- Presentation: The look and feel of the brand, which will be delivered consistently in all corporate communications assets, internal and external. Presentation includes logo design, color palette strategy, design style and design element relationships, custom iconography, photography/art style and other techniques and elements.
- Pipeline: The pipeline is your organization’s communications delivery system that includes advertising and collateral, public relations, community outreach events, association marketing and digital communications. Examine the relevance, marketing power and efficiency of the entire pipeline and develop a media-neutral communications plan that properly expresses your brand.
Having distilled the research and gone through the Six Ps exercise, the information you need to identify your UBI™ should be apparent and your brand creative exploratory process can begin.
The Brand Creative Brief
Using the UBI™ and Six Ps as your framework, write a brand creative brief and make sure it is approved by all your key stakeholders.
The brief should highlight:
- What stakeholders currently believe about your brand
- What you want them to believe about your brand
- Who your target audience is specifically
- What channels you will use to communicate
- What is the single most important point you need to make
- What are the supportive points
- Your 6Ps and UBI™
Strategic Planning and Your New Brand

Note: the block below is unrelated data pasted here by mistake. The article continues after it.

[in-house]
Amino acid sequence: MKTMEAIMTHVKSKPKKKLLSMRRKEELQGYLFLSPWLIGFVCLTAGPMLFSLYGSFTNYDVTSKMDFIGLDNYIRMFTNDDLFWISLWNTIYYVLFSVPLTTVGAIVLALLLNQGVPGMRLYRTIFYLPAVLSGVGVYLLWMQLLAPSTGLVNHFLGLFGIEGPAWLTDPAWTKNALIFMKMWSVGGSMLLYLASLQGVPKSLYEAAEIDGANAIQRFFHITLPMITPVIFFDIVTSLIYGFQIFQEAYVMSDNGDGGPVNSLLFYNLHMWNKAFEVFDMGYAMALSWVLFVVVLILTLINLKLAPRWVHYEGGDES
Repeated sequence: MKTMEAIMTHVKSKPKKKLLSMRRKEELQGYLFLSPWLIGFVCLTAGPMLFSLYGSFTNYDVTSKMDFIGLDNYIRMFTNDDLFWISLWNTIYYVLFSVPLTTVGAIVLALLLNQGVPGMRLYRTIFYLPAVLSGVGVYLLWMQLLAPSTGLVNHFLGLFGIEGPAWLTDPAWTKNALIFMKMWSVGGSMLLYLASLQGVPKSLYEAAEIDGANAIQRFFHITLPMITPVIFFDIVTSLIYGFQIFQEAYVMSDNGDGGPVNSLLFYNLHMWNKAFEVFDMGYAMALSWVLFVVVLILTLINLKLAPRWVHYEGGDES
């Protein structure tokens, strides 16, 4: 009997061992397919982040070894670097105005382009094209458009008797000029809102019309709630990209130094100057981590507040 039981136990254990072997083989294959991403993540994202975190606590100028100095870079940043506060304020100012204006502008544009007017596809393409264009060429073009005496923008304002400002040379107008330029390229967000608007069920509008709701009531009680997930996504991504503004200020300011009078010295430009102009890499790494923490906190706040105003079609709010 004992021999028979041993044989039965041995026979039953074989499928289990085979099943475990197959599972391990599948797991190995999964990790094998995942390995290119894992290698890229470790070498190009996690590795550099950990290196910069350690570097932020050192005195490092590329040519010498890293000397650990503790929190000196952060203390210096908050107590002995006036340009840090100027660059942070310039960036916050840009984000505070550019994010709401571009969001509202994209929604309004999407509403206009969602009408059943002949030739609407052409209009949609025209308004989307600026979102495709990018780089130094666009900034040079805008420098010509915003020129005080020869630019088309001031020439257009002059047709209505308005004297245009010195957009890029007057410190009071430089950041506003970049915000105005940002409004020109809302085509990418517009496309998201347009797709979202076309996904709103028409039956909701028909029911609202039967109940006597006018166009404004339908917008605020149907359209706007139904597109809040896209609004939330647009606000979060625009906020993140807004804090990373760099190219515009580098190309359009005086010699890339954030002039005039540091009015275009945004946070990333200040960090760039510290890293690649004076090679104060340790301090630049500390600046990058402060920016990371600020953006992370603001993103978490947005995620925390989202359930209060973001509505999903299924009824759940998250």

With a smart brand that is true to your organization and aligned with your core values it’s easier to build a strategic plan that makes sense for your organization. This process ensures that your audiences perceive your brand in a way that moves your organization forward with the ultimate result of building internal and external proponents of your brand.
It is important to identify the unifying brand idea that will shape your strategic vision and plan. Before you go out to market with a campaign, ask yourself what people currently think of when they see your organization’s name. Then ask yourself what it is you want them to think.
Smart brands don’t just happen. They are built by people who know where the brand needs to go and who have the experience to take it there. For more information about building a powerful brand, please call Jeff Chesebro, President of Princeton Partners, at 609-452-8500 or email him directly at email@example.com.